The reality is that we ALL most likely “spiritually bypass” or avoid or disavow or project onto others the parts we don’t like in ourselves some of the times.
My point here in this article isn’t to cast a stone at yogis and meditators (not even that one who lost it in the Esalen lodge) or you, my lovely blog reader. I have a Shadow side, I have parts of myself I’m still very much trying to integrate and own, I still project. None of us are perfect. And that’s not what we’re aiming for, anyways.
So if you, like me and like so many others, find yourself “spiritually bypassing”, projecting or disavowing, know you’re not alone. And if you’d like to do something about it, I have some thoughts:
No Such Thing As a Bad Emotion.
First, importantly, I think it’s important to train or retrain ourselves to understand no such thing as “bad” emotion.
Look, the reality is that we don’t get through this human experience without feeling strong feelings including anger, greed, jealousy, pain, anxiety, grief, etc..
All feelings contain valuable information for us, and when we learn to feel and appropriately express and tolerate all of those feelings within us, we move towards psychological wholeness and a greater level of embodied, enlivened experience.
Bring Awareness to Your Process.
Next, as is true for any process of change we’re trying to undertake, it’s important to bring your awareness to your patterning around “Spiritual Bypassing” (ideally closer and closer to the moment you actually catch yourself doing it).
As you do so, be really curious about how and why you might do this.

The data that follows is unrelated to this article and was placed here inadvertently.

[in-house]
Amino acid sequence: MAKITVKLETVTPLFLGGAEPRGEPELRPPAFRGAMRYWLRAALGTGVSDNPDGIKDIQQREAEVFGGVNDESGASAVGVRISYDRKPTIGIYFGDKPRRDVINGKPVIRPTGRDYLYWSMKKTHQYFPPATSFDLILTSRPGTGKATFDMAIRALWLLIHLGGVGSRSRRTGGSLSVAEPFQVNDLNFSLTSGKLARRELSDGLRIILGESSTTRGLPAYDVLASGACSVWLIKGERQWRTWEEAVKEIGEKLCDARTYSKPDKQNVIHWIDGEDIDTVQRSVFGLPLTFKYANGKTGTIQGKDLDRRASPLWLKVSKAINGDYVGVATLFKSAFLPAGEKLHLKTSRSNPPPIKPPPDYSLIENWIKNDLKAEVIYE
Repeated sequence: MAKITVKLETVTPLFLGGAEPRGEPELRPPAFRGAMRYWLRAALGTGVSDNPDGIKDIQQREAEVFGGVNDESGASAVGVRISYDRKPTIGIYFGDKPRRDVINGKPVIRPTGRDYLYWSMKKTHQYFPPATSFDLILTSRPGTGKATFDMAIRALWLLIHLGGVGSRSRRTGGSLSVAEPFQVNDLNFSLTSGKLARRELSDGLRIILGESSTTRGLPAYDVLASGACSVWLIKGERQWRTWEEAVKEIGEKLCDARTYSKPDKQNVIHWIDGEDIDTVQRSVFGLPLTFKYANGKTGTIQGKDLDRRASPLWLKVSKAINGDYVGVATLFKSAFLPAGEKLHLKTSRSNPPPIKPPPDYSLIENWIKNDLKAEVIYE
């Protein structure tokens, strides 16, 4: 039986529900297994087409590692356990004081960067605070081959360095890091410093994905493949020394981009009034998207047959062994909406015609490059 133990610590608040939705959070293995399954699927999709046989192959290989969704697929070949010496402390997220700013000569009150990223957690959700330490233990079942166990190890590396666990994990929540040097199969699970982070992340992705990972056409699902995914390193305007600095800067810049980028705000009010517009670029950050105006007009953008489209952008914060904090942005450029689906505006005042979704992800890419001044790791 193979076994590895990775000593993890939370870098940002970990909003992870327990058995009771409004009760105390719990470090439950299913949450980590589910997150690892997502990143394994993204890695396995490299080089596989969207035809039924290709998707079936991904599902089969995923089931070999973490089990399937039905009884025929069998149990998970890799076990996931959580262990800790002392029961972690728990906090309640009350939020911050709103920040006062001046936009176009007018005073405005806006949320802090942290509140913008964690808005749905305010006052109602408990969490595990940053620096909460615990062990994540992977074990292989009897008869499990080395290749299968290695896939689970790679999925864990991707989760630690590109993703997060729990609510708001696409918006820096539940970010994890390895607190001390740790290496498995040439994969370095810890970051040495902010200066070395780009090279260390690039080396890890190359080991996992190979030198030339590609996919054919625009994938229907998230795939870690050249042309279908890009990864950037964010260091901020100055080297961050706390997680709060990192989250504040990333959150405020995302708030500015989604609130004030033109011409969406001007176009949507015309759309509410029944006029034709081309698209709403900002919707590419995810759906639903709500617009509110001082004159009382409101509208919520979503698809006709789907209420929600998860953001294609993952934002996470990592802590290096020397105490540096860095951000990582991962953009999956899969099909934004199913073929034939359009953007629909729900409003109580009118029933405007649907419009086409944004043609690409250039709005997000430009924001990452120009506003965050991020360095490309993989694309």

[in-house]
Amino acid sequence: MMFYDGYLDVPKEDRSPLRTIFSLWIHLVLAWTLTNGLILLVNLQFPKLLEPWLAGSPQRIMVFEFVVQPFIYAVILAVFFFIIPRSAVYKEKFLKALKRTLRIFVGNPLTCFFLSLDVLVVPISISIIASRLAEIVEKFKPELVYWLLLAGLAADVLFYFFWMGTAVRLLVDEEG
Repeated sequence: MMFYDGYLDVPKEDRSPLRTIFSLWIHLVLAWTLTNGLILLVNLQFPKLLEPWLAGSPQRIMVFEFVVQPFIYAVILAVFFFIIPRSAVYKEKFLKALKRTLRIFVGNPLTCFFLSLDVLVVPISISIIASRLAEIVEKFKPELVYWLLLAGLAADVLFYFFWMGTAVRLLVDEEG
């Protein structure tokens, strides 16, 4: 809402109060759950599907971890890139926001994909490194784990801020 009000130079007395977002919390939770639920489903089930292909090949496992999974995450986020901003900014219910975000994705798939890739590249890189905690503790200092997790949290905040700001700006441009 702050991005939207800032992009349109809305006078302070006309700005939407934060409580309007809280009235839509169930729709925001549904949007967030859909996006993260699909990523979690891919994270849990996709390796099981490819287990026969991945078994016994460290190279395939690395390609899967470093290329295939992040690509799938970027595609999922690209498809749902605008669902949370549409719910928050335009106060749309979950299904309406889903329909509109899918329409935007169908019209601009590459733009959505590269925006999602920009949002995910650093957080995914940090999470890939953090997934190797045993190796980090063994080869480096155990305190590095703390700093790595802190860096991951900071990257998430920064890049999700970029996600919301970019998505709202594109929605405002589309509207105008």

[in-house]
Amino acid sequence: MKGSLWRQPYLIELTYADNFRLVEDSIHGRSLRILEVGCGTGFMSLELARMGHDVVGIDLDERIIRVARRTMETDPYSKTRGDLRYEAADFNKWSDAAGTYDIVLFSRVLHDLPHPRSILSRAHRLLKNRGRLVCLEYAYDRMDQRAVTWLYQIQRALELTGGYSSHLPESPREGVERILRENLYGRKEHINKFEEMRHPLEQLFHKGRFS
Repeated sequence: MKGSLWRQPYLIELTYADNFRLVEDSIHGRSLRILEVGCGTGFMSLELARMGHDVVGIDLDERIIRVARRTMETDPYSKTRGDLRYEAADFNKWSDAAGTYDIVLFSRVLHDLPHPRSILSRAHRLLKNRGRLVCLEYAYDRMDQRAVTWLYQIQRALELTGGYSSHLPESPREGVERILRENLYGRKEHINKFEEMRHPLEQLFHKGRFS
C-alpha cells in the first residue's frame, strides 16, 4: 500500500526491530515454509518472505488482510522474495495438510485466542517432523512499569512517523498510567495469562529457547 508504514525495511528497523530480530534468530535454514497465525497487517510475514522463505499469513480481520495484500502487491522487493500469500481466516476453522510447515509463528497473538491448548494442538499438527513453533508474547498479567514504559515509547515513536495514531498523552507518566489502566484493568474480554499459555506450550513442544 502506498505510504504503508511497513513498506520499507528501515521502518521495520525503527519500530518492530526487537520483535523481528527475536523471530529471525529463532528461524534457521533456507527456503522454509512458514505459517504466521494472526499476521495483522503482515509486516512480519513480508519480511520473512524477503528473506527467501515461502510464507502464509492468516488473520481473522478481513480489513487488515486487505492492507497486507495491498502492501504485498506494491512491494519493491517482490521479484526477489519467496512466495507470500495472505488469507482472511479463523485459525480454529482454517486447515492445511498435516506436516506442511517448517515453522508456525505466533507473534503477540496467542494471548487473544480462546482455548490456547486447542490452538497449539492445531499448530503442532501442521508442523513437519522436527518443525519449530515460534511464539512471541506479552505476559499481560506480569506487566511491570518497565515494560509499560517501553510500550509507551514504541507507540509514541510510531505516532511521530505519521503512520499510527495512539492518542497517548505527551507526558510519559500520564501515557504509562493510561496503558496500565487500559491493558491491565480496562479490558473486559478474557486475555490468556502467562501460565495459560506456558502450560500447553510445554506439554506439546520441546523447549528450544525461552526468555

Ask yourself what feels hard about acknowledging that there’s anger, rage or jealousy [fill in the blank] inside of you? Where and when did you learn that these feelings, behaviors, or ways of being are “not okay”? What do you imagine might happen if you let yourself feel this or do this yourself?
Practice Allowing Yourself To Feel or Embody This Yourself.
Safely and appropriately, work on allowing yourself to feel more of what you’ve denied, live out more of what you hate in others, or own the parts that you’ve tried to tuck away.
For example, if you can’t stand laziness in others and get furious each time your significant other crashes on the couch after work versus immediately joining you in the housework, maybe practice letting yourself do this, too.
Or maybe, if you need help feeling the rage you’ve tucked inside for so long but are afraid of what may come up if you start to feel this, work with your therapist to safely titrate your feelings and find ways of processing what comes up for you around this.*
(*Please note: I’m not talking about and advocating for acting out and allowing destructive behavior in yourself or others such as rape, physical violence, verbal abuse, etc.. That kind of behavior is not okay, period. But it’s much different than acknowledging and appropriately allowing feeling states inside ourselves which we may label as “destructive” or “negative.” Allowing the feeling to exist versus acting on it = big difference.)
Wrapping this up.
As we work on integrating the Shadow Side of us, as we work on eliminating any Spiritual Bypassing, as we work on owning our projections, we then practice psychological integration — a positive and healthy psychological development that can lead to increased emotional maturity.
And until next time, take very good care of yourself.
- Jung, C.G. (1938). “Psychology and Religion.” In CW 11: Psychology and Religion: West and East. P. 131)
(Disclaimer: This article and accompanying content (links, etc) is for informational and discussion purposes only and should not be construed as psychotherapy or psychotherapeutic advice of any kind. Annie Wright Psychotherapy assumes no liability for use or interpretation of any information contained in this post. The information contained in this post is intended for discussion purposes only and should not be an alternative to obtaining professional consult from a licensed mental health professional in your state based on the specific facts of your clinical matter. Annie Wright is licensed to practice psychotherapy in the State of California only.)